An easy half day, leaving Caen Hill at around 12pm after buying a bell for my bike in Devizes and having my lunch.
As you may have read, I fixed the engine myself.
Believe it or not, it actually runs better now.
In the new smoother Bonnie, I took off through the gates of Caen Hill along my merry way.
It wasn’t long before I hit some locks. There’s just so many of them on this canal.
When I went to park the boat before the locks, so I could operate the paddles and open the gates, there was a 60ft wide beam sitting, covering all the bollards.
I thought ‘they may be in the locks’, unlikely. As I approached, it became clearer they weren’t in the locks. The boat was abandoned. Just left close to the locks, with a sign in the window with a phone number on it.
As I pulled up, there was no-where to put my boat, and I had to tie it to the side of this widebeam whilst I negotiated the lock. …
I’ve had a chance to tidy her up a bit, and her batteries are charging.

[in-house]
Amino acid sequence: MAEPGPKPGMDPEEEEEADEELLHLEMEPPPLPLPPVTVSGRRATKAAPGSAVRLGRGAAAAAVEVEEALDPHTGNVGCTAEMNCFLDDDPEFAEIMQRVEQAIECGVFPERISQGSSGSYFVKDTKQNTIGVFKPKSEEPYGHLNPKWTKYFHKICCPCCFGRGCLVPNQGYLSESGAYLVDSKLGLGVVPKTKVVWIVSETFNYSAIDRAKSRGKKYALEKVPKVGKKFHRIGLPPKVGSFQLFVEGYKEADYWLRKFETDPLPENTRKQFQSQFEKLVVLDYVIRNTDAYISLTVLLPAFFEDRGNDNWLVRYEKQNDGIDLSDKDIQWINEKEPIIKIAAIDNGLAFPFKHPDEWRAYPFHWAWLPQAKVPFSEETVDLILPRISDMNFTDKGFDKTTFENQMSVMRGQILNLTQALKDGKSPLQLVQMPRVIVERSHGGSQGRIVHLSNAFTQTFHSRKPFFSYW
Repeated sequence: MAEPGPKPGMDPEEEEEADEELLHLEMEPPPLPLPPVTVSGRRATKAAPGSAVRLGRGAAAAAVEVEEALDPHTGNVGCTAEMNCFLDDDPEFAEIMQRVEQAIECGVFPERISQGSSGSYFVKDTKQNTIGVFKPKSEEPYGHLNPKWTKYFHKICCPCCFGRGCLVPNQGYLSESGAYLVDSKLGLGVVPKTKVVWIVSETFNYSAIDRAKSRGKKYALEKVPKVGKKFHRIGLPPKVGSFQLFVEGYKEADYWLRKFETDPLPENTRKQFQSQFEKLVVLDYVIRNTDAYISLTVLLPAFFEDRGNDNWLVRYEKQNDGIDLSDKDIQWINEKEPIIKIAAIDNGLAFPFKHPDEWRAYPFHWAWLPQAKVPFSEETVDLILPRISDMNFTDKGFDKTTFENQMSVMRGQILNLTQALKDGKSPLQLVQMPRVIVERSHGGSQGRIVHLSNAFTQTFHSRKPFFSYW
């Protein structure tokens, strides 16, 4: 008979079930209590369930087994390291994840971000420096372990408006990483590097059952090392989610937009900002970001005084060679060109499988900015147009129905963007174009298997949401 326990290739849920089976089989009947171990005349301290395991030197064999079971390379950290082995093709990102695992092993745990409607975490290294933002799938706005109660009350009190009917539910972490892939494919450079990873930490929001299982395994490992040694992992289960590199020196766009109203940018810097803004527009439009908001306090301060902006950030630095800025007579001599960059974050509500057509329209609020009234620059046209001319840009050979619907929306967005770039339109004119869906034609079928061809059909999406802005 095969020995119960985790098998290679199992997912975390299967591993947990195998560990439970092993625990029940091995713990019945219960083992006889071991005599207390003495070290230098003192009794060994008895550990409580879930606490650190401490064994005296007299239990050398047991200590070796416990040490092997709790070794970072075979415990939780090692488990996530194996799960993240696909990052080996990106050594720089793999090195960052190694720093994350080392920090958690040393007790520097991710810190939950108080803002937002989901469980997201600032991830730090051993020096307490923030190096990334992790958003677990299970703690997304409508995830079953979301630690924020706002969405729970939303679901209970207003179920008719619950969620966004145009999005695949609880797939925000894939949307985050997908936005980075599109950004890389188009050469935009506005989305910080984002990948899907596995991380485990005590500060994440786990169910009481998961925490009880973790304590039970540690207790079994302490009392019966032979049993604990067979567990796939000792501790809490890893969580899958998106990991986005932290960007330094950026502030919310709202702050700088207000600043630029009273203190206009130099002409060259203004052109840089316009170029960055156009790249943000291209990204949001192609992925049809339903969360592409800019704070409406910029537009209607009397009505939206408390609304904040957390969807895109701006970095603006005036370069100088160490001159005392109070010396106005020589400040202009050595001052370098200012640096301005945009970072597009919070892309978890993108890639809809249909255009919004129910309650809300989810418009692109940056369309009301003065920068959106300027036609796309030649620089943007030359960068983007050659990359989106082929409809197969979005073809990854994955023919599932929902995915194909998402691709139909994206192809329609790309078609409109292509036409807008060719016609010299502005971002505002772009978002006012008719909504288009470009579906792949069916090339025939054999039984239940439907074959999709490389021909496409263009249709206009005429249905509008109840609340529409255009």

Haven’t had chance to look at the engine – due to the weather.
I’ve got until 2 pm tomorrow to sort it out myself.
It ain’t a great or difficult job.
Bleeding a BMC marine engine
Bleeding is a case of getting all the air from the injection system, by means of manual pumping and turning the engine over.
When you run out fuel, it’s a kind of standard job you’ll find yourself, or someone else, doing.
I’ve got some additional kit and tips off other boaters, and TBH, I’d managed to bleed it through most of the bleed points on the BMC 18,000 engine. I need the power in the batteries to continue the job and finish off.
I’ll have another look at it tomorrow, when it’s not raining.